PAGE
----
Using a feature flag delivery, you can:
- Deploy a flag to a percentage of your user traffic.
- Roll the flag back if needed.
- Target your delivery to custom audiences so that only a subset of users (for example, users in Spain) gets access to the flag.
Deliveries take effect immediately without a new code deployment. All of this functionality is available with microsecond performance impact via free (see plans for advanced features), easy-to-use, open source SDKs.
Flag deliveries are a type of flag rule, as are A/B tests. The following table compares A/B tests and flag deliveries:
|Purpose||Lets you gather metrics data so you can compare multiple flag variations.||Lets you deploy a flag that you've already tested or measured some other way, such as qualitative feedback.|
|User impressions||When a user is assigned to an experiment, Optimizely sends a decision event so that information is recorded in your test results.||When a user is assigned to a delivery, Optimizely does not send a decision event. This means that extra network traffic and test results aren't generated.|
|Variations||Test multiple variations—on versus off or a multivariate test of different configurations. You can create one experiment per flag.||Each delivery exposes users to one variation. You can have multiple deliveries per flag.|
|Started by||Decide method||Decide method|
Flag deliveries help you mitigate risk. For example, if you want to be sure that a new feature doesn’t degrade the visitor experience, start by launching the feature flag to a small percentage of visitors, then increase. Decrease the percentage exposed to the flag if you encounter problems with the new feature.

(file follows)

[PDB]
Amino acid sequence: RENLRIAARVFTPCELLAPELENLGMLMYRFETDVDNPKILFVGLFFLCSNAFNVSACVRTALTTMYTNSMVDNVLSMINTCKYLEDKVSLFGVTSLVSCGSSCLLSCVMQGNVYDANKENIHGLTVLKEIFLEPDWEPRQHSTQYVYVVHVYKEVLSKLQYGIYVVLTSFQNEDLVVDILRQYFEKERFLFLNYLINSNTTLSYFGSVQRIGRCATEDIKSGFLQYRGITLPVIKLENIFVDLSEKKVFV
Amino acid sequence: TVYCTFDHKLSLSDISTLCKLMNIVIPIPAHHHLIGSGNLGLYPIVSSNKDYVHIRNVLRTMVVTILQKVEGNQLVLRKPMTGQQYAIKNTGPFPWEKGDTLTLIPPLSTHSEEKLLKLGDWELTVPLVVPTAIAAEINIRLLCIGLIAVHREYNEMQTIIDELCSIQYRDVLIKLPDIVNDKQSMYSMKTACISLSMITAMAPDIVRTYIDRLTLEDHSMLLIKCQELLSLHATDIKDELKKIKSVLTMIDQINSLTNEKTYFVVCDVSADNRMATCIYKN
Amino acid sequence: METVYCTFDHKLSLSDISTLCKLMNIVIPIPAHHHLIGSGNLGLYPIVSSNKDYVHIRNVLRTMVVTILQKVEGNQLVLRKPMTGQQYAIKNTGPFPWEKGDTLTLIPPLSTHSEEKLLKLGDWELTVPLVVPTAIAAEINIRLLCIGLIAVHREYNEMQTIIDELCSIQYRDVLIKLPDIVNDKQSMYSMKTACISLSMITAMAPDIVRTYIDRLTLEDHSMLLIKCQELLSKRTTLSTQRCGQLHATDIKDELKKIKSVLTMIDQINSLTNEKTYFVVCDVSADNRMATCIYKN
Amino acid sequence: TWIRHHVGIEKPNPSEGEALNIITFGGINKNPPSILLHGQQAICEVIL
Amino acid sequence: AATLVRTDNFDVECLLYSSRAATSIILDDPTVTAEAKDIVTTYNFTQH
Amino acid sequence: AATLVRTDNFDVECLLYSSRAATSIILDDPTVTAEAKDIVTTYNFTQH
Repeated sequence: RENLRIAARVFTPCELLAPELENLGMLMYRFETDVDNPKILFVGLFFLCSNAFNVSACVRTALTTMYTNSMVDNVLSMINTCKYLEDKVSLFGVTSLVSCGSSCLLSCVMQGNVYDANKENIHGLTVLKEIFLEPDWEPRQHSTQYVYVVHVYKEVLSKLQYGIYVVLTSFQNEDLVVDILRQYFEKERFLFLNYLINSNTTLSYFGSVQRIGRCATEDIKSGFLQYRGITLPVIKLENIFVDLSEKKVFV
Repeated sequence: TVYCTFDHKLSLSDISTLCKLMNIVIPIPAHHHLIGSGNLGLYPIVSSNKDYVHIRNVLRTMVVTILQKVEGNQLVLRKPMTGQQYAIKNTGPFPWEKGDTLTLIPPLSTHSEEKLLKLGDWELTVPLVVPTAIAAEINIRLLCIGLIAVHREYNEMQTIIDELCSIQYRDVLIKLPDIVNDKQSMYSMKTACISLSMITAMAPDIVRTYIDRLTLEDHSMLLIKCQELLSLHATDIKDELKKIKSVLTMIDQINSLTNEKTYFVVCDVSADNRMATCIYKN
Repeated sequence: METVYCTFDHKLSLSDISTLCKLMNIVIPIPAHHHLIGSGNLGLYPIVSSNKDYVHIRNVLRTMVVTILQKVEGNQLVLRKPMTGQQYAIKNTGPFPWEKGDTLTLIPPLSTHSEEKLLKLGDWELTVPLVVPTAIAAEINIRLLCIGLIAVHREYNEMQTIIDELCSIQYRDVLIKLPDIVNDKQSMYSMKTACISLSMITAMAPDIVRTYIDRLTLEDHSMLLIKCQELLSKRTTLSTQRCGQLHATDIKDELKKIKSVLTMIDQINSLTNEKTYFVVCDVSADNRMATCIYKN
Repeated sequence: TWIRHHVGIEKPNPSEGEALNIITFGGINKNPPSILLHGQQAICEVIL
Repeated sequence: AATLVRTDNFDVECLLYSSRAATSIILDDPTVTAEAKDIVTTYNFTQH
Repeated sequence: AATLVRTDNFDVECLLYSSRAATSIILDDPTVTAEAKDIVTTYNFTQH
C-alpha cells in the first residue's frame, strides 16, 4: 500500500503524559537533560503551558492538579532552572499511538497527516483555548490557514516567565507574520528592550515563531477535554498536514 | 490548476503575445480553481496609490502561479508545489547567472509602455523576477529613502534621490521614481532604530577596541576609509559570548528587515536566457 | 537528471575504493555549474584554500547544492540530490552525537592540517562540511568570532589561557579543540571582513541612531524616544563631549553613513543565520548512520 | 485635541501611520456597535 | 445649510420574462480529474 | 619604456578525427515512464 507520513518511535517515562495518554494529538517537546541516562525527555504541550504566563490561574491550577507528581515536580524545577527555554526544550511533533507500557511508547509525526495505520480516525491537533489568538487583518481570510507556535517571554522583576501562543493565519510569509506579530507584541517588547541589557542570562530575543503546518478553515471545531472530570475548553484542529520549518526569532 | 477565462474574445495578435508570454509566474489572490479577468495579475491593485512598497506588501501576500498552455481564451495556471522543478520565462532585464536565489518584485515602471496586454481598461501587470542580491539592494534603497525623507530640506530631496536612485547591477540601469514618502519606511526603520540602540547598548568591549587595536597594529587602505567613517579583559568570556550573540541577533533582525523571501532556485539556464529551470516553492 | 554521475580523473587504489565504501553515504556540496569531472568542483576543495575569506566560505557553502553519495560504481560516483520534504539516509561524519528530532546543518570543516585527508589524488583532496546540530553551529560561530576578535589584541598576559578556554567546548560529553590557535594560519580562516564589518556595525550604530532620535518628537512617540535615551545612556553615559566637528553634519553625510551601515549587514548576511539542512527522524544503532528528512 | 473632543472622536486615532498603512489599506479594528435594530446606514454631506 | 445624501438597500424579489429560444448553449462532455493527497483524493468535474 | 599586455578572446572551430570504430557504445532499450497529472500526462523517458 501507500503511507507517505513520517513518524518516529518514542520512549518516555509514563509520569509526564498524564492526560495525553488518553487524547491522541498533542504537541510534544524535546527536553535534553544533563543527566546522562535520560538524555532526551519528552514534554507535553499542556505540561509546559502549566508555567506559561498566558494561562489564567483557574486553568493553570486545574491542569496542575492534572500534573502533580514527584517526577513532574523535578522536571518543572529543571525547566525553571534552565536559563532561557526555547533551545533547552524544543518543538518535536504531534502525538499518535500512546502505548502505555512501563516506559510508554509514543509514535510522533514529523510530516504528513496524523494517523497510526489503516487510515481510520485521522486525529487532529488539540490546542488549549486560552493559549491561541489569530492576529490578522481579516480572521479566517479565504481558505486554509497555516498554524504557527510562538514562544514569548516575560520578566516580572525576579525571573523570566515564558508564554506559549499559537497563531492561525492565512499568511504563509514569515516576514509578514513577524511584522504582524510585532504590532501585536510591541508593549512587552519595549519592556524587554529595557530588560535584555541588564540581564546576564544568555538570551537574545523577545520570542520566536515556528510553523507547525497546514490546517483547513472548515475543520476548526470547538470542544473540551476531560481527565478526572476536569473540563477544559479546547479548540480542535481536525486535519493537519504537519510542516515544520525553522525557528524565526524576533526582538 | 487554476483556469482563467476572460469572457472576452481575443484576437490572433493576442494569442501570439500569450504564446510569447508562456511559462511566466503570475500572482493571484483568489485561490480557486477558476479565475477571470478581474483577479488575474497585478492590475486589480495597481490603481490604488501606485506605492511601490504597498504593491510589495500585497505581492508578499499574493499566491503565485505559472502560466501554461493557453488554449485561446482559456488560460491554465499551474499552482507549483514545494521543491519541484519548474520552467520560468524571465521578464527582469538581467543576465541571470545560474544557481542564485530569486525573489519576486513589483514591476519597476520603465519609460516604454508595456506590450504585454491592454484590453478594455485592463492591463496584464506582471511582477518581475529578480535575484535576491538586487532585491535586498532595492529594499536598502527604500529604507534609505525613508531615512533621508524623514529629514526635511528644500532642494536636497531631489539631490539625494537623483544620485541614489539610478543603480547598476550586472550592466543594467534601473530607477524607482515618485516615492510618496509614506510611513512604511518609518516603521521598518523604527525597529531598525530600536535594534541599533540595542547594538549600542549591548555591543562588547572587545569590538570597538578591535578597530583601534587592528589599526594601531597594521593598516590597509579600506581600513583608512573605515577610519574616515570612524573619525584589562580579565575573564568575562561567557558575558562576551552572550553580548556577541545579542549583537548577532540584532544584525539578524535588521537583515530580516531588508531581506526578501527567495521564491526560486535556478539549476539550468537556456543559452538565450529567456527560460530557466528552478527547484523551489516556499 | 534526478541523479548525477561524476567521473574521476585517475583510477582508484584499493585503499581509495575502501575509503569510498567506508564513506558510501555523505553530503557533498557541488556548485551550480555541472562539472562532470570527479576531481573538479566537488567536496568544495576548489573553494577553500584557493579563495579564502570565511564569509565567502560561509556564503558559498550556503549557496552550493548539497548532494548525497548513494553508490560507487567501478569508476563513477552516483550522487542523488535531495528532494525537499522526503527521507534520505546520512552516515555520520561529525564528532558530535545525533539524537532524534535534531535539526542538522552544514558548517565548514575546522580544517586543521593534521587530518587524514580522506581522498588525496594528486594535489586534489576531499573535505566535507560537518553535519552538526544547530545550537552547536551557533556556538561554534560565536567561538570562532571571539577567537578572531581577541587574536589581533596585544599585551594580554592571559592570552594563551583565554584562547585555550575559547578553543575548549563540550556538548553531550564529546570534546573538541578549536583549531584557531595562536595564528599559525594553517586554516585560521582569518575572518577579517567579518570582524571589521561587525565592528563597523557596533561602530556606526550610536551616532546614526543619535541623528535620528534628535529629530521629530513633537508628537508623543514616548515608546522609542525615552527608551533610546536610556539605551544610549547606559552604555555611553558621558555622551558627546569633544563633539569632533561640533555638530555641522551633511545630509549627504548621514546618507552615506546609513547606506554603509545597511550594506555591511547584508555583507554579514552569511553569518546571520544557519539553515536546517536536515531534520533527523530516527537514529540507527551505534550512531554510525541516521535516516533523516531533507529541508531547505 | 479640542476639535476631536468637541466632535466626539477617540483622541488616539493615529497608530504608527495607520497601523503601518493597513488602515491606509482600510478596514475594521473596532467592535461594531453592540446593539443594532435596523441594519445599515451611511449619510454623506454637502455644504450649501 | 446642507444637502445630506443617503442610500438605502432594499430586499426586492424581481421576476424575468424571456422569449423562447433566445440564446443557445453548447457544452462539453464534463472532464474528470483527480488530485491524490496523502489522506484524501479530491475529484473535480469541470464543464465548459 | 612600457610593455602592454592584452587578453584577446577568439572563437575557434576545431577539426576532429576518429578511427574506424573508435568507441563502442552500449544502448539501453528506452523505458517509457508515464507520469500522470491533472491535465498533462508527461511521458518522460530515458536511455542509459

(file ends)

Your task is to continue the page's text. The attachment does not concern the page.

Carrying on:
Deliveries also let you launch winning flag variations that you identify through experimentation. After you find a winning variation, use a delivery to gradually expose the variation to your visitors in a controlled fashion.
Often, you want to deliver more strategically than to a random percent of your total user base. You can use audiences to do so. For more information, see Target audiences.
Here are some examples of how to use multiple audiences to deliver flags:
First, you gradually deliver or roll out a new feature flag to beta users. Second, you retain the beta user delivery at 100% and roll out to your lowest-value customers. Finally, you roll out the flag for your highest-value customers.
Updated 7 months ago